Meeting Gorbachev

Meeting Gorbachev

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Meeting Gorbachev

Werner Herzog interviews former Russian head of state Mikhail Gorbachev and key eyewitnesses to his influential place in late 20th Century history. The backbone of the film is made up of three in-depth interviews conducted across a six-month period.

2018Rating: G90 minsUK, USA, GermanyEnglish and Russian, German, Polish with English subtitles
Documentary
Director:
Werner Herzog ('Into the Inferno', 'Cave of Forgotten Dreams', 'Fitzcarraldo', 'Bad Lieutenant: Port of Call New Orleans')André Singer ('Night Will Fall')
Writer:
Werner HerzogAndré Singer
Cast:
Mikhail GorbachevMiklós NémethGeorge P. ShultzJames A. Baker IIILech WalesaHorst Teltschik
85%
want to see

FIND TIMES & TICKETS

Reviews & comments

Stuff

Stuff

press

Aided by enlightening, separate interviews with the likes of former Hungarian Prime Minister Miklos Nemeth, advisor to German Chancellor Helmut Kohl, Horst Teltschik, and ex-US Secretary of State George Shultz, Herzog sets about establishing Gorbachev's significance and legacy – as well as lessons that could be learned by today's more adversarial world leaders.

4.0
0
The Guardian

The Guardian

press

Despite the film's obvious interest, it is a bit conceited and stately, a little like Wim Wenders' movie about Pope Francis, though without the sycophancy. Or almost.

3.0
0
Empire Magazine

Empire Magazine

press

Herzog and Singer have assembled a riveting and moving portrait of Mikhail Gorbachev, the former Soviet president and arguably the greatest living politician, guided by Herzog's mellifluous voice and gently probing interview style.

4.0
0
Vulture

Vulture

press

Meeting Gorbachev is a hagiography, but it's unafraid to position itself as such; Herzog makes his case proudly and passionately.

0
Los Angeles Times

Los Angeles Times

press

"Meeting Gorbachev," which Herzog co-directed with frequent collaborator André Singer, is less a journalistic endeavour than an admirer's tour - with room for blackly funny Herzog-ian touches in his choice of archival clip or patently demonic voice-over.

0
The New York Times

The New York Times

press

Herzog shapes the film into a study in how world events often come down to quirks of character and circumstance. To another leader, glasnost or perestroika would not have seemed like obvious policies. A thaw might never have happened.

0
Variety

Variety

press

"Meeting Gorbachev," though consistently engaging, is less a fireworks display than a fireside chat, and so feels curiously like an opportunity missed.

0
IndieWire

IndieWire

press

It's ultimately because of Gorbachev's seeming unwillingness to fit the director's usual mold that Meeting Gorbachev is able to become such a different and engaging bio-doc.

0
Hollywood Reporter

Hollywood Reporter

press

Herzog's film may not be the final word on Gorbachev, but it is affectionate and candid and leaves audiences in a melancholy mood about the sometimes short-lived nature of reform.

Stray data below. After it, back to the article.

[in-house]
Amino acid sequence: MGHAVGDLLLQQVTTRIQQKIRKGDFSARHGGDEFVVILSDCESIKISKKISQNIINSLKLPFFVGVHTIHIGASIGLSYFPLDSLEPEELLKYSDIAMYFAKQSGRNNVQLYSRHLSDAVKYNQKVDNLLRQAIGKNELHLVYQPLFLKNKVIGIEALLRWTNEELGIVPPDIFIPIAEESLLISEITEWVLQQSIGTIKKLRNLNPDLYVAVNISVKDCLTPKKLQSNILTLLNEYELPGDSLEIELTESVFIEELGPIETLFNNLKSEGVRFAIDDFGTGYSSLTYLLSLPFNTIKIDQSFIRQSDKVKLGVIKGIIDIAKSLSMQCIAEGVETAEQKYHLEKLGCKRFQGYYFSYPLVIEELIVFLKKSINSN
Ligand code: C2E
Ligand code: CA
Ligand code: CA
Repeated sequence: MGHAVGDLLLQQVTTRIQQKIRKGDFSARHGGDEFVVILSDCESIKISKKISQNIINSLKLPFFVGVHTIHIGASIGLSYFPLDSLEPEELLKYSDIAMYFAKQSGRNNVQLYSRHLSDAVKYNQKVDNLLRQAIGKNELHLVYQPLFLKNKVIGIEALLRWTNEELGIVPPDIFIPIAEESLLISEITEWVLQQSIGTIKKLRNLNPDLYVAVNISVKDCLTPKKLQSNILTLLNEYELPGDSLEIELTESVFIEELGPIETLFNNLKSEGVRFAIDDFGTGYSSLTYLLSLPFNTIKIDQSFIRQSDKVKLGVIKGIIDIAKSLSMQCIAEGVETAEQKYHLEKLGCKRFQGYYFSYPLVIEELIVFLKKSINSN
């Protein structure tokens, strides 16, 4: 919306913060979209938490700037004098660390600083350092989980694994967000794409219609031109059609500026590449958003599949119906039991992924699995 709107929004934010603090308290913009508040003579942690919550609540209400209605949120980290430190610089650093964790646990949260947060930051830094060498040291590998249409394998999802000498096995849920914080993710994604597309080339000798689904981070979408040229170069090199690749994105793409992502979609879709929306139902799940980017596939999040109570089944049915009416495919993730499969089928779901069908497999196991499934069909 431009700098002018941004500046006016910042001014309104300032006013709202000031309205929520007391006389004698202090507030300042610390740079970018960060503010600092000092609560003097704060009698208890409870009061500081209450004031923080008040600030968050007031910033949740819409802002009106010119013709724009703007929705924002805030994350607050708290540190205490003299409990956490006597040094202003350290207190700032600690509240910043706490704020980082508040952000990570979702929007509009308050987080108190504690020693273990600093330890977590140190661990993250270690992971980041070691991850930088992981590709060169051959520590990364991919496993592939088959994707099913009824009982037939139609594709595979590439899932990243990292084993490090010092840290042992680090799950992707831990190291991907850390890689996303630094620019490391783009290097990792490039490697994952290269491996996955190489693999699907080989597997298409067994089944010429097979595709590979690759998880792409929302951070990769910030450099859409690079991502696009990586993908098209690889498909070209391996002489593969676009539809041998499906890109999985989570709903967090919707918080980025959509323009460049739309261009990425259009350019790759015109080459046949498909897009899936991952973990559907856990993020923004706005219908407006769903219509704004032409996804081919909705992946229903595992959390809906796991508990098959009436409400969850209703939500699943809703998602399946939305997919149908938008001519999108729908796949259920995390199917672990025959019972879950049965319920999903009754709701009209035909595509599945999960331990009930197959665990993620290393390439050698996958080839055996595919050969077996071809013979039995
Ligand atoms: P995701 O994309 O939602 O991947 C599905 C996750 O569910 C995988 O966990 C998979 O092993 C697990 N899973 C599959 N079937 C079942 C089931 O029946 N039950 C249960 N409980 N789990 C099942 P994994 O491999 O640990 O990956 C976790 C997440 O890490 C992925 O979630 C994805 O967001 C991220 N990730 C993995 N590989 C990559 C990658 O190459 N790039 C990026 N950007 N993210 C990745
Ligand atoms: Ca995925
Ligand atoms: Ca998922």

0
Stuff

Stuff

press

Aided by enlightening, separate interviews with the likes of former Hungarian Prime Minister Miklos Nemeth, advisor to German Chancellor Helmut Kohl, Horst Teltschik, and ex-US Secretary of State George Shultz, Herzog sets about establishing Gorbachev's significance and legacy – as well as lessons that could be learned by today's more adversarial world leaders.

4.0
0
The Guardian

The Guardian

press

Despite the film's obvious interest, it is a bit conceited and stately, a little like Wim Wenders' movie about Pope Francis, though without the sycophancy. Or almost.

3.0
0
Empire Magazine

Empire Magazine

press

Herzog and Singer have assembled a riveting and moving portrait of Mikhail Gorbachev, the former Soviet president and arguably the greatest living politician, guided by Herzog's mellifluous voice and gently probing interview style.

4.0
0
Vulture

Vulture

press

Meeting Gorbachev is a hagiography, but it's unafraid to position itself as such; Herzog makes his case proudly and passionately.

0
Los Angeles Times

Los Angeles Times

press

"Meeting Gorbachev," which Herzog co-directed with frequent collaborator André Singer, is less a journalistic endeavour than an admirer's tour - with room for blackly funny Herzog-ian touches in his choice of archival clip or patently demonic voice-over.

0
The New York Times

The New York Times

press

Herzog shapes the film into a study in how world events often come down to quirks of character and circumstance. To another leader, glasnost or perestroika would not have seemed like obvious policies. A thaw might never have happened.

0
Variety

Variety

press

"Meeting Gorbachev," though consistently engaging, is less a fireworks display than a fireside chat, and so feels curiously like an opportunity missed.

0
IndieWire

IndieWire

press

It's ultimately because of Gorbachev's seeming unwillingness to fit the director's usual mold that Meeting Gorbachev is able to become such a different and engaging bio-doc.

0
Hollywood Reporter

Hollywood Reporter

press

Herzog's film may not be the final word on Gorbachev, but it is affectionate and candid and leaves audiences in a melancholy mood about the sometimes short-lived nature of reform.

0